Before the formation of the Royal Corps of Signals in 1920, the specialised army communications role was fulfilled by the Royal Engineers (RE) Signal Service.
During the Great War the role of the Signal Service boomed, as the need for real time communication on the battlefield was evermore present. Because of their vital role, it was important that signallers were easily distinguishable. Introduced pre-war, the famous signallers’ white and blue armbands were worn on both sleeves. It now seems to be a common misconception that these were worn by all signallers, regardless of regiment. They were however actually the reserved privilege of the Signal Service, and were not authorised for use with any other unit.
The RE Signal Service also wore special “Signal Service” shoulder titles, both embroidered and in brass, with the territorials wearing similar with the usual ‘T’ for territorial device denoting them as such. These titles seem to disappear as the war progresses, replaced by the standard RE shoulder titles.
In addition to the RE Signal Service, each infantry battalion, cavalry regiment and artillery battery also had their own trained signallers. All trained signallers were entitled to wear the crossed flags trade badge on the left forearm to identify them as such. Non-commissioned officers who were signals instructors, wore the same crossed flags badge, but above their badge of rank instead.
With the rapid expansion of the British Army during the Great War, it wasn’t long until the signallers armband was being worn by all manner of troops in various signals roles, whether trained or untrained! Plenty of period photographs show both infantry and artillery signallers wearing the signallers armbands, which was strictly forbidden. Orders were therefore issued to reinforce that only the RE Signal Service were entitled to wear the white and blue armband. Period evidence would suggest that this order was still often ignored, and that the signallers armbands were often worn on both or one arm by those who technically shouldn’t have been wearing them.
In some cases, the signallers armband would have the device of the formation he belonged to attached to it, most often the Divisional Sign.
Other variations in the standard signallers armband are encountered from time to time, most commonly cut down armbands sewn directly to the tunic. For those serving in hot climates, the white and blue colours are often seen worn on the sun helmets too.
In 1917, it was finally decided that all field artillery and battalion signallers on the Western Front should be provided with some form of distinguishing mark, to make them easily identifiable. Special emphasise was placed on the benefit of identifying these signallers “when employed on the repairs to telegraph lines at the front”. The newly introduced patches were announced in the army General Routine Orders, and were two patches of blue cloth, one to be attached to each shoulder strap. An amendment was quickly published extending these patches to also be worn by heavy and siege artillery signallers.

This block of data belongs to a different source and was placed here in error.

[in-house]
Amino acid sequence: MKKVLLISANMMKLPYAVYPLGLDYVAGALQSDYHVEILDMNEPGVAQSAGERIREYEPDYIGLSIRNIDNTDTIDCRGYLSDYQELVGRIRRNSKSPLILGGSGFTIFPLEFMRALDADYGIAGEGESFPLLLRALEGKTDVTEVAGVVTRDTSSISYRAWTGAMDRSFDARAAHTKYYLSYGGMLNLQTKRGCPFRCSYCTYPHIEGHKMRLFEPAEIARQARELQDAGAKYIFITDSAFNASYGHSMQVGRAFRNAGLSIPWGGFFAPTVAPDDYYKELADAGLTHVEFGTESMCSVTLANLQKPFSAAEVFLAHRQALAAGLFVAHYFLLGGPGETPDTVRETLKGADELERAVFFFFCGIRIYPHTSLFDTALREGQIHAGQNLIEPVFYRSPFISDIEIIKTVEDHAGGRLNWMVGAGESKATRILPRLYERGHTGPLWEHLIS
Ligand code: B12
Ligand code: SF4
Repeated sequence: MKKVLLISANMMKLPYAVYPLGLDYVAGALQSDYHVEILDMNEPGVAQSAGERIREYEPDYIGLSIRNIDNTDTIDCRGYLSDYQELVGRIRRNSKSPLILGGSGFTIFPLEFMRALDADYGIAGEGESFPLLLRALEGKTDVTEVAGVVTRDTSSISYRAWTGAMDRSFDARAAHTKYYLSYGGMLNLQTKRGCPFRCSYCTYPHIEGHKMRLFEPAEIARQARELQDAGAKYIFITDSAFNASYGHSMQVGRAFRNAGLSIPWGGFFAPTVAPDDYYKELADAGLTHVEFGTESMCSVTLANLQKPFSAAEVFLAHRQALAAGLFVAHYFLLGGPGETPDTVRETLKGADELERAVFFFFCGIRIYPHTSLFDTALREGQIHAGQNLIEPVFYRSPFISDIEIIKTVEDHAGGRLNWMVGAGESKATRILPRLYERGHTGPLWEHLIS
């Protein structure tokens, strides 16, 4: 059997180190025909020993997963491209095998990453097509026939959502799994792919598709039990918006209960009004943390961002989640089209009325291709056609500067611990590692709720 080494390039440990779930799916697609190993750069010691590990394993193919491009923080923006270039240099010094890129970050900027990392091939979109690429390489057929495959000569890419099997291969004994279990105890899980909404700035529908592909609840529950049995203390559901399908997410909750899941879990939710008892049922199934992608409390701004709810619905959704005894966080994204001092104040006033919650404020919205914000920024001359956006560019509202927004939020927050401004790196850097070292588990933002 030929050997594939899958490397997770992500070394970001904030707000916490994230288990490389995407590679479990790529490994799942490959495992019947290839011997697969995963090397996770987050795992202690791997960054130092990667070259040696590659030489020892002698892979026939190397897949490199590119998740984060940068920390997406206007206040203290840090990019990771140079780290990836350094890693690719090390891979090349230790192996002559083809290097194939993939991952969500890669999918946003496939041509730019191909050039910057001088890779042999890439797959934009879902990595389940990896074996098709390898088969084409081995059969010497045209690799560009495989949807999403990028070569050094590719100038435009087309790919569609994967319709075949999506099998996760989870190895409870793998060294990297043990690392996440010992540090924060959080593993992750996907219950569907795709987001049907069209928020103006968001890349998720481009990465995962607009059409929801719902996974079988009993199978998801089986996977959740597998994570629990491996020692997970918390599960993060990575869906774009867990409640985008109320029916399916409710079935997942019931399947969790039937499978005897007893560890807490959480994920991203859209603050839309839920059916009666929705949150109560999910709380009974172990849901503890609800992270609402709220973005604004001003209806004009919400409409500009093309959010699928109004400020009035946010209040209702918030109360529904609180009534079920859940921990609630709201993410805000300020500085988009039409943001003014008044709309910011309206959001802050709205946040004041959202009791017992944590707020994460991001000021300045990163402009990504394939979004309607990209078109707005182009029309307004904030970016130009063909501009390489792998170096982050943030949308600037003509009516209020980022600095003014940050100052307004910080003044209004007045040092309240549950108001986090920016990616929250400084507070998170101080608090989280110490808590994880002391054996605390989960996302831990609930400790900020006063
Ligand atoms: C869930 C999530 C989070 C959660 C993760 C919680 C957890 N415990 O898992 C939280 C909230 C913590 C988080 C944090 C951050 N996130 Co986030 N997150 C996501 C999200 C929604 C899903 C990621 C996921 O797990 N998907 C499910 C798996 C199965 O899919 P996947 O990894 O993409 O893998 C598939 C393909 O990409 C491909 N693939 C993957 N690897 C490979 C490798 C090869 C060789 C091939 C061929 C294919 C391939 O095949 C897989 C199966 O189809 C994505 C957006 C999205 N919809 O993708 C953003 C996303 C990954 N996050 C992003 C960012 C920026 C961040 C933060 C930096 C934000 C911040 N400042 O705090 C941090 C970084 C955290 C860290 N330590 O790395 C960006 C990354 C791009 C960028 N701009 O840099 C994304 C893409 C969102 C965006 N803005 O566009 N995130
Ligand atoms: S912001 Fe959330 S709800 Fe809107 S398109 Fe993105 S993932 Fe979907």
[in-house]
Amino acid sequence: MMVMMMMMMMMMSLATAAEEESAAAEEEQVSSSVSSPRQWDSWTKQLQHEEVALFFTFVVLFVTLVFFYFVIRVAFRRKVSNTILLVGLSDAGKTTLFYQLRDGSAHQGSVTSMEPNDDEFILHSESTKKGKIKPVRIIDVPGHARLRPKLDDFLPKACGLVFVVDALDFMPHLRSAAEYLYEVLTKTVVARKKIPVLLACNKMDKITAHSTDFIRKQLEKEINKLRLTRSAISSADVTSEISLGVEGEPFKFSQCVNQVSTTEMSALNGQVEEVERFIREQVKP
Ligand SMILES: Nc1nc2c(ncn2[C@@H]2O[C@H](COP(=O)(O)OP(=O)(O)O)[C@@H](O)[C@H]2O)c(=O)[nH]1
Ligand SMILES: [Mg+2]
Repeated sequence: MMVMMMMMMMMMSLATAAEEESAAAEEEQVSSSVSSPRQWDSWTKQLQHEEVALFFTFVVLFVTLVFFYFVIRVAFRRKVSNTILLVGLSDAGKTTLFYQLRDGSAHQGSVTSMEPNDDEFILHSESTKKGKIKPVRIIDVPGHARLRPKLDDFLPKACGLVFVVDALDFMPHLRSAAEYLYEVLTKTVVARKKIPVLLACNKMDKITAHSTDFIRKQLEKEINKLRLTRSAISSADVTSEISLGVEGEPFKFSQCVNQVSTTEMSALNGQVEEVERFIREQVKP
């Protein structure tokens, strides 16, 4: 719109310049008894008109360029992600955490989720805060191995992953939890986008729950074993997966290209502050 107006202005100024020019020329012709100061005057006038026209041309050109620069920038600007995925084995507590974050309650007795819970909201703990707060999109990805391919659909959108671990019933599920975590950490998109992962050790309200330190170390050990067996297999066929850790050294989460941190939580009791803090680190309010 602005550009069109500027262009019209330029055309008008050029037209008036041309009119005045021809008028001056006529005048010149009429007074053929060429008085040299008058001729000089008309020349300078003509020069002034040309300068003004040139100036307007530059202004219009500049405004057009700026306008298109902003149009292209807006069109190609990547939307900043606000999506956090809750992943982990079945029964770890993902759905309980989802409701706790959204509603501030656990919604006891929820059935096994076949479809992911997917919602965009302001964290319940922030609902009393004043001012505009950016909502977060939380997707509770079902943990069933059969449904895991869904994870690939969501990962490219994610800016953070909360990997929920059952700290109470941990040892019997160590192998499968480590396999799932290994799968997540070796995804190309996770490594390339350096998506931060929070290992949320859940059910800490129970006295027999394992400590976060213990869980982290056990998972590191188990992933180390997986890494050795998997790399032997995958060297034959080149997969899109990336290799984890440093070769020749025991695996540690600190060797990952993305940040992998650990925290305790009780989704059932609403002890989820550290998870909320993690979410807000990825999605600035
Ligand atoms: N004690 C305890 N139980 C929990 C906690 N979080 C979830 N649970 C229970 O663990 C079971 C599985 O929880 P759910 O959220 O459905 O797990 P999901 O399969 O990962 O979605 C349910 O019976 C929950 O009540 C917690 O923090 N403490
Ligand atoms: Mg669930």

It appears that various adaptations of this order were in use. It is common to see a slip on piece of blue cloth used for the same purpose, as this would be much easier to attach to the shoulder strap.
The importance of each individual man in battle was emphasised during the Great War, with the role of specialist troops sometimes being the difference between victory and defeat. The introduction of distinguishing marks to identify specialist troops saw widespread use from 1916 on wards. A series of coloured armbands were introduced within the British Expeditionary Force on the Western Front, for the use of assaulting troops. These were officially sanctioned, featuring in the offensive instructions for divisions, and patterns were deposited with the Army Clothing Department in March 1917. Of these coloured armbands, blue was selected as the colour to be worn by battalion signallers on the left forearm. The material was later changed to cotton webbing in September 1917. Many units chose not to use these bands, and it was largely left to be enforced at a divisional level. It is not uncommon to see these armbands being used in conjunction with the blue patches on the shoulder straps.
As with all insignia during the Great War period, anomalies often appear with distinguishing marks worn by Signallers. A common example of this is a blue arm band worn in positions other than the left forearm.
Many other variations were adopted at a Divisional level. For example, men attached to the 12th Divisional Signal Company were not entitled to wear the white and blue armband of the Signal Service, so instead wore a black armband with the divisional sign in the centre on the right arm. Countless other variations have also been encountered.
I hope this had proved a useful guide, and filled in what appears to have been forgotten over the last 100 years. As always, I would greatly appreciate hearing from anyone who has an unusual example they wish to share. Likewise, I am very happy to help identify any photos or answers questions, please contact me via the ‘contact’ page.